30 years of national IVF data collection and analysis improves quality of care
In the United States, approximately 12 percent of women have difficulty getting pregnant or staying pregnant. The first successful in vitro fertilization (IVF) cycle occurred in the United States in 1981.
According to an analysis published in the March 2019 issue of the journal Fertility and Sterility, treatment options have continued to improve, in part, thanks to an annual report started 30 years ago by the Society for Assisted Reproductive Technology (SART).
"It's clear that national IVF data collection and reporting for the past 30 years has provided fundamental industry-wide feedback, impacted health policy, improved safety, and ultimately improved the quality of care delivered to patients seeking fertility treatments," explains co-author Tarun Jain, M.D., medical director of Northwestern Medicine Fertility and Reproductive Medicine Oakbrook Terrace and associate professor at Northwestern University Feinberg School of Medicine.
SART was founded by some of the early pioneers of IVF treatment in the United States and published its first annual report in 1988.
As IVF treatment became more popular, the Centers for Disease Control and Prevention also began collecting and annually reporting national IVF data in 1997.
Using these data resources, 199 peer-reviewed research articles have been published by clinicians and researchers across the country, resulting in several key findings.
Embryos transferred, multiple gestations
The goal of IVF is for a patient to have one healthy child at a time. From 1999 to 2008, the proportion of transfers with three or more embryos declined from 70 to 39 percent, with transfers of four or more embryos declining from 36 to 14 percent.
Overall, from 1995 to 2015, the twin birth rate declined from 30 to 22 percent and the high-order birth rate declined from 7 percent to less than 1 percent.
"Early research dealt with the number of embryos being transferred, resulting in multiple gestations," says Dr. Jain. "Based on this work, national practice guidelines were developed regarding the number of embryos to transfer. This ultimately led to reductions in the high number of multiple pregnancies occurring from IVF treatment."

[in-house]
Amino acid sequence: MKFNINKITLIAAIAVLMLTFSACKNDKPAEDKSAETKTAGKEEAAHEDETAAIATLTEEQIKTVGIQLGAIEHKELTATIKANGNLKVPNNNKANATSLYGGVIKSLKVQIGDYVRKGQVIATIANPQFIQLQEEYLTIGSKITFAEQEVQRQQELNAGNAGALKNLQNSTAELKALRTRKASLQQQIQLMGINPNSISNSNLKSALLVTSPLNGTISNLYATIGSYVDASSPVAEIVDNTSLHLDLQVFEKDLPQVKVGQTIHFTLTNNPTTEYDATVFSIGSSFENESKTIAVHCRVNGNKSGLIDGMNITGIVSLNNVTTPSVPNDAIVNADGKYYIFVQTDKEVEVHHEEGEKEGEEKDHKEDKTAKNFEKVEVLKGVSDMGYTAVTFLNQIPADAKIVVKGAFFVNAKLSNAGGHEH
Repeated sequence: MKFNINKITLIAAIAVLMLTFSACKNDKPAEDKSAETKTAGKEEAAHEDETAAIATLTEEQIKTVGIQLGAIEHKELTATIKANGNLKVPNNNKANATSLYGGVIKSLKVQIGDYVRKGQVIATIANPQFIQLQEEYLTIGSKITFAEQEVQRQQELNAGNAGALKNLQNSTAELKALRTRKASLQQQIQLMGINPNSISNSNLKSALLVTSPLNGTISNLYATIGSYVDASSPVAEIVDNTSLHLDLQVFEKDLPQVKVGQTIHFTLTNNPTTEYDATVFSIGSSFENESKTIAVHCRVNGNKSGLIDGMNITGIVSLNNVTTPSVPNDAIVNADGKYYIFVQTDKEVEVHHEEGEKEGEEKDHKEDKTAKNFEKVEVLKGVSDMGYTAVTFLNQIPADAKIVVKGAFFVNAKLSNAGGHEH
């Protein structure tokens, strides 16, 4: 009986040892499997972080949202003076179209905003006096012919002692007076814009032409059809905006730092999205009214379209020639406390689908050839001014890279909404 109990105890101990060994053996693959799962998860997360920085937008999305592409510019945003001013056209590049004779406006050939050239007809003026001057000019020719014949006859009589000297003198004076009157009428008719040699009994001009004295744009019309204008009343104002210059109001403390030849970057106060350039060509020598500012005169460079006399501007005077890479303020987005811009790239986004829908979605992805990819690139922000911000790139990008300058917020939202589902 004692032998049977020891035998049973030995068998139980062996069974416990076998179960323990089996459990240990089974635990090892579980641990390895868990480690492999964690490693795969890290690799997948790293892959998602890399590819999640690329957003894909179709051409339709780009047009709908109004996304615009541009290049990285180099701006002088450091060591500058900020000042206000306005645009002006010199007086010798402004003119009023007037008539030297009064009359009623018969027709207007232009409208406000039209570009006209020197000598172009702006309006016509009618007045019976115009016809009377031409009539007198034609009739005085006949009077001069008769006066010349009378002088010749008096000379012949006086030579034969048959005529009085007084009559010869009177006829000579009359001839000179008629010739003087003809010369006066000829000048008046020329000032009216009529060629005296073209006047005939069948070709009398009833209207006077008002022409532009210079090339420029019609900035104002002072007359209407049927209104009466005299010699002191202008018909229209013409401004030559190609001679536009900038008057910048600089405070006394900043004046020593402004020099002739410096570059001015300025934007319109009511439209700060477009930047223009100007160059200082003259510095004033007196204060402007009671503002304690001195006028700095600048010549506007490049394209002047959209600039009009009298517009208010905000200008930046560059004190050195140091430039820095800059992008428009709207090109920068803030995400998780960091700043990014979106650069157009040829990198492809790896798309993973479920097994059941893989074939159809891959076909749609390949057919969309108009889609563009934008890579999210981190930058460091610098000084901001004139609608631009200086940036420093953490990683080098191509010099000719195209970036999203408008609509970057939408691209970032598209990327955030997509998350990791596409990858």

Economics of IVF and disparities in access and outcomes
In the United States, IVF primarily remains a privately funded treatment. Even though the World Health Organization and American Medical Association defined infertility as a disease, it's often excluded from health insurance plans on the grounds that it's not medically necessary.
The average cost of a single IVF cycle in the United States is approximately $12,400, not including IVF medications, which can cost an additional $2,000-6,000.
Some couples may need more than one IVF cycle, which means, many cannot afford IVF and are excluded from care.
Since the 1980s, 15 states have passed laws mandating insurers to cover or offer coverage for infertility diagnosis and treatment -- including Illinois.
National IVF registry data shows states with mandated coverage have fewer number of embryos transferred per cycle along with lower rates of multiple pregnancies.
"The data allowed for meaningful analysis of potential disparities created due to lack of uniform health insurance coverage for IVF," says Dr. Jain. "Beyond financial constraints, the registry data analysis also revealed significant disparities in access and outcomes related to race/ethnicity."
Data from a 2014 IVF registry analysis revealed Asian/Pacific Islander women proportionately had the highest number of IVF procedures in the United States, whereas Black non-Hispanic, Hispanic, and American Indian/Alaska Native non-Hispanic women had lower than average rates.
Studies also found that white women consistently have the highest rates of live births followed by Hispanic and Asian women; and African American women have the lowest rates of live births.
IVF and pregnancy, birth, and infant health outcomes
Each year, thousands of babies are born in the United States from IVF. For example, in 2015, more than 72,000 were born.
The national IVF registry data allows researchers to analyze birth weight, length of gestation and live-birth/stillbirth outcomes. Through several studies, they discovered infants born from IVF at 37 weeks of gestation or later, had a greater risk of low birth weight. This risk, however, was likely attributable to multiple gestations and underlying infertility.
Patient and treatment characteristics impacting IVF outcomes
With the advantage of large data, it also allowed researchers to analyze cancer risk with IVF.
Using IVF registry data between 2004 and 2009, researchers found no evidence of increased risk of breast and genital cancer among women who underwent IVF after nearly 5 years of follow-up.
Separate studies of body weight (BMI) did reveal that increasing obesity among women undergoing IVF was associated with a lower chance of achieving a successful pregnancy.
"The advantage of having this data from the past 30 years is that we're able to research and analyze IVF outcomes, which has led to better patient education and decision making," says Dr. Jain. "At Northwestern Medicine, this information allows us to provide our patients with safe, evidence-based fertility treatments."
Source: Chicago Herald